Almalinux 9 bad order disk installation


If I install Almalinux 9 with a specific order disk, almalinux after installation changes it completely.


Disk order in Raid and installation:

sda / 446.63GB
sdb / 3.49 TiB
sdc / 7.3 TiB

But, after install, the order is broken:

sda / 7.3 TiB (should be sdc)
sdb / 3.49 TiB
sdc / 446.63GB (should be sda)

Please help, the problem only appear in AlmaLinux 9, but Almalinux 8 work good.


Its not “order”, it is “names”.

Each filesystem contains UUID and the installer sets up the mounts (/etc/fstab) with UUIDs, not with the /dev/sd* names – the names are not used.

There are more names in /dev/disk/by-*/ and some of those (like the UUID) are persistent.

The real question is, where do you need the names?

To facilitate the maintenance of more than 100 servers that have the same name order, error readings, analysis, it is preferred that all servers have the same disk nomenclature.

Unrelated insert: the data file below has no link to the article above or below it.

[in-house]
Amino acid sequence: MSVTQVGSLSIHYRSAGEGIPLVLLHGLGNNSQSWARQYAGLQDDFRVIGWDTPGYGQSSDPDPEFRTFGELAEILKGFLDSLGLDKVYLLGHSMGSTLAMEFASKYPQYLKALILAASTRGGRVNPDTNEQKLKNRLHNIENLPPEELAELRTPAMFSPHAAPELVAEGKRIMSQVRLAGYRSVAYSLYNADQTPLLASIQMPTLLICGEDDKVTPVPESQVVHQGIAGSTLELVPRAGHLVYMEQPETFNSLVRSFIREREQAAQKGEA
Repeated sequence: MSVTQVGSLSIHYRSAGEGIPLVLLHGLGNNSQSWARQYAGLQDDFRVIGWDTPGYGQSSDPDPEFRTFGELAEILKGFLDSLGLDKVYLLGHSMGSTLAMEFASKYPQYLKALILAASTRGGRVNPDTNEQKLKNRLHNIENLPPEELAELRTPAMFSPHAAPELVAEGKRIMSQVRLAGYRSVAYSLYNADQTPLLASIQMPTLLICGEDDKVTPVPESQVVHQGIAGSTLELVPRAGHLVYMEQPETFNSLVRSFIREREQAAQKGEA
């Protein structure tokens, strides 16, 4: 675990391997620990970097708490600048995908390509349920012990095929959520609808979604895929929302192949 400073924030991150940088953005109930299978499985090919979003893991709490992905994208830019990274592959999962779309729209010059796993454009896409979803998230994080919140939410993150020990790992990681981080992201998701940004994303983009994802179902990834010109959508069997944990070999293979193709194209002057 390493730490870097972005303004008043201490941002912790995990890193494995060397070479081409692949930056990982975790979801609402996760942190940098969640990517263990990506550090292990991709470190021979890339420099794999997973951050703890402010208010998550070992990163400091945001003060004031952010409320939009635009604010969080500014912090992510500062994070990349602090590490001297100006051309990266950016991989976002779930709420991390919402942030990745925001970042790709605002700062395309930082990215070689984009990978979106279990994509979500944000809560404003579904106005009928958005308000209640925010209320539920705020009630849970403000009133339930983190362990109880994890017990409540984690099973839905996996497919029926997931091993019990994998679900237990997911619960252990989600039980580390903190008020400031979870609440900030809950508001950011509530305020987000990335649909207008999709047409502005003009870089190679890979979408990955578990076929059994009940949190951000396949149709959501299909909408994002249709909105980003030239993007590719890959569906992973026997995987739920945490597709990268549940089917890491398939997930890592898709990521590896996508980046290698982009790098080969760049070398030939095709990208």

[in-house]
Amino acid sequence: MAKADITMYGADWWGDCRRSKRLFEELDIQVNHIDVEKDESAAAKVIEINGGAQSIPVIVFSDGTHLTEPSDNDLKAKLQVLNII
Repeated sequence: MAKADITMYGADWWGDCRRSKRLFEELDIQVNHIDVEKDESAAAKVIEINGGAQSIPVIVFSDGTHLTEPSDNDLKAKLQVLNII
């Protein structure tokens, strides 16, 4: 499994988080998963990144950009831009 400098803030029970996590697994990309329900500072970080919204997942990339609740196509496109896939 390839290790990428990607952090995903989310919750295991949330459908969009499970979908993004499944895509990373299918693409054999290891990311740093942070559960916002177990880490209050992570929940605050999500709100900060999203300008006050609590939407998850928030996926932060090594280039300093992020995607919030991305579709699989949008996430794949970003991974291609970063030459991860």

But we don’t understand why Almalinux 9 is the only operating system that changes names after installation, we have previously worked with various versions of Ubuntu, CentOS, Debian and even Almalinux 8, and we never had the name order problem.

Please help, thanks,

Does any of those “other systems” have same version of kernel and systemd?
Some say that those components enumerate devices “in parallel”, which leads to randomness. Perhaps even on every boot.

There is, which Ansible can use to configure storage in el9.
It says:


A list which specifies the set of disks to use as backing storage for the pool.
Supported identifiers include: device node (like /dev/sda or /dev/mapper/mpathb),
device node basename (like sda or mpathb), /dev/disk/ symlink
(like /dev/disk/by-id/wwn-0x5000c5005bc37f3f).

There are multiple names in /dev/disk/by-* Some of them are persistent.

A question is, how to get those persistent names? Should one query each machine
and store the suitable identifiers in, say inventory that the maintenance routines then use?

The /dev/sd* type names have not been stable for at least a decade. Prior to that they were predicable since they reflected the order in which the buses were walked during initialisation. Nowadays they reflect the order in which the adapters report back to the boot process. Commonly this will be the same across boots, but is not guaranteed. CentOS 7 and 8 and Alma 8 and 9 all behaved like this.